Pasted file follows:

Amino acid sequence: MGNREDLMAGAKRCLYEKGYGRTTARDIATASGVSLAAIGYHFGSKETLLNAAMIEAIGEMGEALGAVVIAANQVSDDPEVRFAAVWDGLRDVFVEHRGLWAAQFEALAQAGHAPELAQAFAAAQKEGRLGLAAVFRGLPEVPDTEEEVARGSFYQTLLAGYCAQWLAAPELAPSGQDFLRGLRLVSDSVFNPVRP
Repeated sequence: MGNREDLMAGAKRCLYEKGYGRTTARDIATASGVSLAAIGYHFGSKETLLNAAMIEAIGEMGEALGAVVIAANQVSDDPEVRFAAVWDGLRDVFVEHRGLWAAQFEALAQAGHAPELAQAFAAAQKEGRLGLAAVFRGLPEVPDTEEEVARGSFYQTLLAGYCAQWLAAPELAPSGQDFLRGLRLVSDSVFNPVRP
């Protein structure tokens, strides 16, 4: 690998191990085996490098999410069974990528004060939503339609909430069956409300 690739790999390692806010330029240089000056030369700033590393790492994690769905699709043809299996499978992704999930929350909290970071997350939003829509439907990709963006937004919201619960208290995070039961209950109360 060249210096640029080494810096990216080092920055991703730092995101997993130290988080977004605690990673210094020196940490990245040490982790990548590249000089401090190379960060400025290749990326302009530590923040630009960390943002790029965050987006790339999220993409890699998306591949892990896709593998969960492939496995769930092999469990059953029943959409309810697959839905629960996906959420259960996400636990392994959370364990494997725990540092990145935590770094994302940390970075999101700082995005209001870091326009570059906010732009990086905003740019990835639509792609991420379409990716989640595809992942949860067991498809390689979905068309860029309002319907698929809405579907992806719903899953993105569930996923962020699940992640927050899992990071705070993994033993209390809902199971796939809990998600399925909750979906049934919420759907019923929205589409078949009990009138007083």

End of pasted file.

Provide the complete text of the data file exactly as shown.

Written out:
Amino acid sequence: MGNREDLMAGAKRCLYEKGYGRTTARDIATASGVSLAAIGYHFGSKETLLNAAMIEAIGEMGEALGAVVIAANQVSDDPEVRFAAVWDGLRDVFVEHRGLWAAQFEALAQAGHAPELAQAFAAAQKEGRLGLAAVFRGLPEVPDTEEEVARGSFYQTLLAGYCAQWLAAPELAPSGQDFLRGLRLVSDSVFNPVRP
Repeated sequence: MGNREDLMAGAKRCLYEKGYGRTTARDIATASGVSLAAIGYHFGSKETLLNAAMIEAIGEMGEALGAVVIAANQVSDDPEVRFAAVWDGLRDVFVEHRGLWAAQFEALAQAGHAPELAQAFAAAQKEGRLGLAAVFRGLPEVPDTEEEVARGSFYQTLLAGYCAQWLAAPELAPSGQDFLRGLRLVSDSVFNPVRP
């Protein structure tokens, strides 16, 4: 690998191990085996490098999410069974990528004060939503339609909430069956409300 690739790999390692806010330029240089000056030369700033590393790492994690769905699709043809299996499978992704999930929350909290970071997350939003829509439907990709963006937004919201619960208290995070039961209950109360 060249210096640029080494810096990216080092920055991703730092995101997993130290988080977004605690990673210094020196940490990245040490982790990548590249000089401090190379960060400025290749990326302009530590923040630009960390943002790029965050987006790339999220993409890699998306591949892990896709593998969960492939496995769930092999469990059953029943959409309810697959839905629960996906959420259960996400636990392994959370364990494997725990540092990145935590770094994302940390970075999101700082995005209001870091326009570059906010732009990086905003740019990835639509792609991420379409990716989640595809992942949860067991498809390689979905068309860029309002319907698929809405579907992806719903899953993105569930996923962020699940992640927050899992990071705070993994033993209390809902199971796939809990998600399925909750979906049934919420759907019923929205589409078949009990009138007083």